Jan: Organization IS under appreciated. As artists we rage against the linear sequential, but having a list and office hours gets me to my desk most days. And once I'm at my desk, I'm a crazy woman.

Lauren said...

Oh, I always think I need these long quiet hours of uninterrupted writing time. The truth is, I go to class, I go to work, I go home and finish up whatever homework I didn't get done throughout the day, I eat, I watch TV, I sleep. And somewhere in there I take a shower. Or, just wait 'til morning.

Truth is, there's plenty of time for me to work on school and writing at work, because we're super slow, if I just discipline myself. The problem is disciplining myself. Maybe write a post about motivation and discipline. That would be great!

Hilarey said...

Every year my kids spend a week+ with my parents. In theory, I am supposed to write like crazy. I never get as much done as when I have a tight schedule. I usually clean or garden, or do nothing.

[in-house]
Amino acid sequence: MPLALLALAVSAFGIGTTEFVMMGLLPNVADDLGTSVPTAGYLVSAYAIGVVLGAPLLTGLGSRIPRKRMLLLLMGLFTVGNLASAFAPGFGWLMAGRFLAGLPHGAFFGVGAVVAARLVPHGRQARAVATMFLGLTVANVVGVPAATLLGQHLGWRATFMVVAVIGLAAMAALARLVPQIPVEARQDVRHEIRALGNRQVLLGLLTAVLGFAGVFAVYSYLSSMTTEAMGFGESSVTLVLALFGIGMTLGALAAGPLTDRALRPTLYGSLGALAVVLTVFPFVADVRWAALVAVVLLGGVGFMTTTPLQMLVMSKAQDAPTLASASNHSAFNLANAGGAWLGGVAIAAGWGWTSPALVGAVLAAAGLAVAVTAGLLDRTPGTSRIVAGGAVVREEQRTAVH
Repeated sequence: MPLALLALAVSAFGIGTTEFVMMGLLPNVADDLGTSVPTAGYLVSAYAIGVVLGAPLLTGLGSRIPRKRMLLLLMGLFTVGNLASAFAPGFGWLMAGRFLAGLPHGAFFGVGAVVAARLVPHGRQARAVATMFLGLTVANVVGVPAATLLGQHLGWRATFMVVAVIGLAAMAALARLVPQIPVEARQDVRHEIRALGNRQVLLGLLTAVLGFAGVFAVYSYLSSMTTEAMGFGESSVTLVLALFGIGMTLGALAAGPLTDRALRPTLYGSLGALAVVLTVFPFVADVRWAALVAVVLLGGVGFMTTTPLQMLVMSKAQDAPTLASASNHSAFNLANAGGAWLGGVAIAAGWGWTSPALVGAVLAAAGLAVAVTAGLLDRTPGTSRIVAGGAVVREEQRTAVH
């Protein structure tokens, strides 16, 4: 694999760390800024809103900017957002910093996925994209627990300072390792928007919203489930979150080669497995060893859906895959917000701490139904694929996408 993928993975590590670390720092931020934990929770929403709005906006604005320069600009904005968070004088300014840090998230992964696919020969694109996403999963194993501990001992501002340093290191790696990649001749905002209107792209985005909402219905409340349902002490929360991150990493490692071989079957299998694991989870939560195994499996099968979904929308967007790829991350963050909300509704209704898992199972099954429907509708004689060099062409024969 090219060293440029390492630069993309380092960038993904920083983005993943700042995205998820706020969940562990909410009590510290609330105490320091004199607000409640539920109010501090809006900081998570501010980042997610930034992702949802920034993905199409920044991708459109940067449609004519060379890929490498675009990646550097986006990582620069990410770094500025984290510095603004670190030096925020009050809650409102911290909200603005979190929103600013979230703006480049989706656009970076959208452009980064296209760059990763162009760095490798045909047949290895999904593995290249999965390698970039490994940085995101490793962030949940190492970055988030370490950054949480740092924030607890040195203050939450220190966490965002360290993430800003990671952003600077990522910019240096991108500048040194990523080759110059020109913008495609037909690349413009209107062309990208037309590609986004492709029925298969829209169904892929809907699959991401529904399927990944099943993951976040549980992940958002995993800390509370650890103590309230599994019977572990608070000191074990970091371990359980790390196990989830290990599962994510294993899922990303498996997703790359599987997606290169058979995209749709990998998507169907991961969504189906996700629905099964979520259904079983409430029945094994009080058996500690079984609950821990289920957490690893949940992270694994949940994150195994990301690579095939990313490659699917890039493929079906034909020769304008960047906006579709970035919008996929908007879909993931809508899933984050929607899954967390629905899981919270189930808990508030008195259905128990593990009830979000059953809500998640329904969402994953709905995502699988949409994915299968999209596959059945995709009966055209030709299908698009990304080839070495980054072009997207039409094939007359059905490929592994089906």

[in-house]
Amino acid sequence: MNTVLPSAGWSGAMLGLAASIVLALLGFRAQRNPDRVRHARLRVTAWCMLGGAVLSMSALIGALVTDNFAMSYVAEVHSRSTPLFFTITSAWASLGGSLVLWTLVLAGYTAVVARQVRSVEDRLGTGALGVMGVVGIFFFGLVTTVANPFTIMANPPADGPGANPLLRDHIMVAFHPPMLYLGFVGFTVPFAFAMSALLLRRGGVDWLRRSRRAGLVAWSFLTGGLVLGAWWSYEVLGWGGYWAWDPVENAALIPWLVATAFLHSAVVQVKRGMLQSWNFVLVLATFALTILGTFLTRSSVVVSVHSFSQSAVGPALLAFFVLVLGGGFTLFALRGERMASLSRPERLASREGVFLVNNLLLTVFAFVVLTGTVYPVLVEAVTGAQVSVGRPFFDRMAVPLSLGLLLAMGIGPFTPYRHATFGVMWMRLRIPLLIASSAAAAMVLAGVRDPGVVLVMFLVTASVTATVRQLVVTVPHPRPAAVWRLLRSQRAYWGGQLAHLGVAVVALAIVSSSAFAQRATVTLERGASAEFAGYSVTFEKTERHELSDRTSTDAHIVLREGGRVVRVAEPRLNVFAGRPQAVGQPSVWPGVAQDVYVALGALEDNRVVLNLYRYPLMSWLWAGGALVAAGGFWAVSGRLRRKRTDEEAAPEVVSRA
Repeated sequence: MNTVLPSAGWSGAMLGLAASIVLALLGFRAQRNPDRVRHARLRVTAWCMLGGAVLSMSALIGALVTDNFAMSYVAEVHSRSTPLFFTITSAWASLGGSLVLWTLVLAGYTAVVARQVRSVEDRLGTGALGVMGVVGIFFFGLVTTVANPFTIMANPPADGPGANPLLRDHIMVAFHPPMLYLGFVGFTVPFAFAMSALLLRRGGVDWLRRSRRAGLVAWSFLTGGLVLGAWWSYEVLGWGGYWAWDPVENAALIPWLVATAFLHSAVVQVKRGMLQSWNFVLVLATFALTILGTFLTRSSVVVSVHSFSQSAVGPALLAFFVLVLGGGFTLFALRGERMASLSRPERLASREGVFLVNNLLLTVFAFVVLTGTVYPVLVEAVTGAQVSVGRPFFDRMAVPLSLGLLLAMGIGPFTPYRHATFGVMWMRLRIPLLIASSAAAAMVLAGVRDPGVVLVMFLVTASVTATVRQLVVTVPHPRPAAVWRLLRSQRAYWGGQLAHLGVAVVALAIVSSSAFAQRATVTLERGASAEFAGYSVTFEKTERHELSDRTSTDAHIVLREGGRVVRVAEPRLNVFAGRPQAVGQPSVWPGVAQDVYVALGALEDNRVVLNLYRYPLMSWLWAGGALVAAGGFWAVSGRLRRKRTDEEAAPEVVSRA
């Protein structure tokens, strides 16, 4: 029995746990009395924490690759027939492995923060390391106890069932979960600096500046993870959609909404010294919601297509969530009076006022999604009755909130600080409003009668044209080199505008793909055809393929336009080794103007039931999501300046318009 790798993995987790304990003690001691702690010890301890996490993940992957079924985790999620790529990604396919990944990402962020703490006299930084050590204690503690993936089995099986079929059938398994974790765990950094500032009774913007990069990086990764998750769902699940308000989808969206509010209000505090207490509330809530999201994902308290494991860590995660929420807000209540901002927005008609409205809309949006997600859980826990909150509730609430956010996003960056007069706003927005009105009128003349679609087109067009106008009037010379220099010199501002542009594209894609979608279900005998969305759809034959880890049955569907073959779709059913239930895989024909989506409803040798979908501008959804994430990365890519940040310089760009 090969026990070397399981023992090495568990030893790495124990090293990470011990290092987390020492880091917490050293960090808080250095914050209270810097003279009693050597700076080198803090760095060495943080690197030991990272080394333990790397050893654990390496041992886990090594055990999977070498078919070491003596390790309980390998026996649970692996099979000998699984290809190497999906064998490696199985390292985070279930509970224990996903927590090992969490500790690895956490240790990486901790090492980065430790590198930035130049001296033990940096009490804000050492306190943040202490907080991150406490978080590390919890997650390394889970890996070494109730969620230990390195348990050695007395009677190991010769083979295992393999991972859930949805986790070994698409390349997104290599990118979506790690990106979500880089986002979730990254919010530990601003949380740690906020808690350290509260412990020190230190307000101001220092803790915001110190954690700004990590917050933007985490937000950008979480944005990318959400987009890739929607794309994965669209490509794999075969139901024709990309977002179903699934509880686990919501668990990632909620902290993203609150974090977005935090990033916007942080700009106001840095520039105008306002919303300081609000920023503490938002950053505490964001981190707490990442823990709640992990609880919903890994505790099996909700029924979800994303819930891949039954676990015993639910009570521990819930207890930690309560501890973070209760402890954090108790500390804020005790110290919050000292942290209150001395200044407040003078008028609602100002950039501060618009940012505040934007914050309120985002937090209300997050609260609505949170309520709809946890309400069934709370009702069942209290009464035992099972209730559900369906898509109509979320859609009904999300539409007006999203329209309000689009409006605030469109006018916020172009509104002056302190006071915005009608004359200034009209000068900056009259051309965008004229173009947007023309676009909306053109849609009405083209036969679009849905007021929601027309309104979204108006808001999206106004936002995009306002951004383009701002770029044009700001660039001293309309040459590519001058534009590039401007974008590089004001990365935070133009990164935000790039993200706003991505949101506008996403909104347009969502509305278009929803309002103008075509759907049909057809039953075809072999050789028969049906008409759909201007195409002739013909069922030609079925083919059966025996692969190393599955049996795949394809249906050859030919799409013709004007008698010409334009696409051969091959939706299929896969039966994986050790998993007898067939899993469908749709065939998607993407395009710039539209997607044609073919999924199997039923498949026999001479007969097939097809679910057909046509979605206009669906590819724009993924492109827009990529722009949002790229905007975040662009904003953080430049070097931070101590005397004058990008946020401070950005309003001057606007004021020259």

Not counting extremes, I think I appreciate and utilize "less time" better than unlimited time.
Routine seems to be the best thing for me.

Patti Hill said...

Lauren: One post about motivation and discipline coming up. Anyone? Anyone?

Hilarey: How true! I especially relate to the productivity of routine. Who knows? Maybe this job will be the best thing ever for my writing.

Ellen Staley said...

I'm one of those who signed up for NaNoWriMo. I'm also one of those with almost unlimited time on my hands, for now. And I may be one of those looking for a job within the next two months. After the past week spent almost solidly on restructuring my novel, I just hope I've kept Bonnie's instruction in play, yeah, I hope my bones are strong. But I look forward to getting back to the actual writing. If I don't meet the word count, no problem. I just want to write on this project unless/until God shows me He has other plans. And if my time does shrink to a finite amount most days, then Patti's words are an encouragement that that amount, no matter how small, will still be sufficient.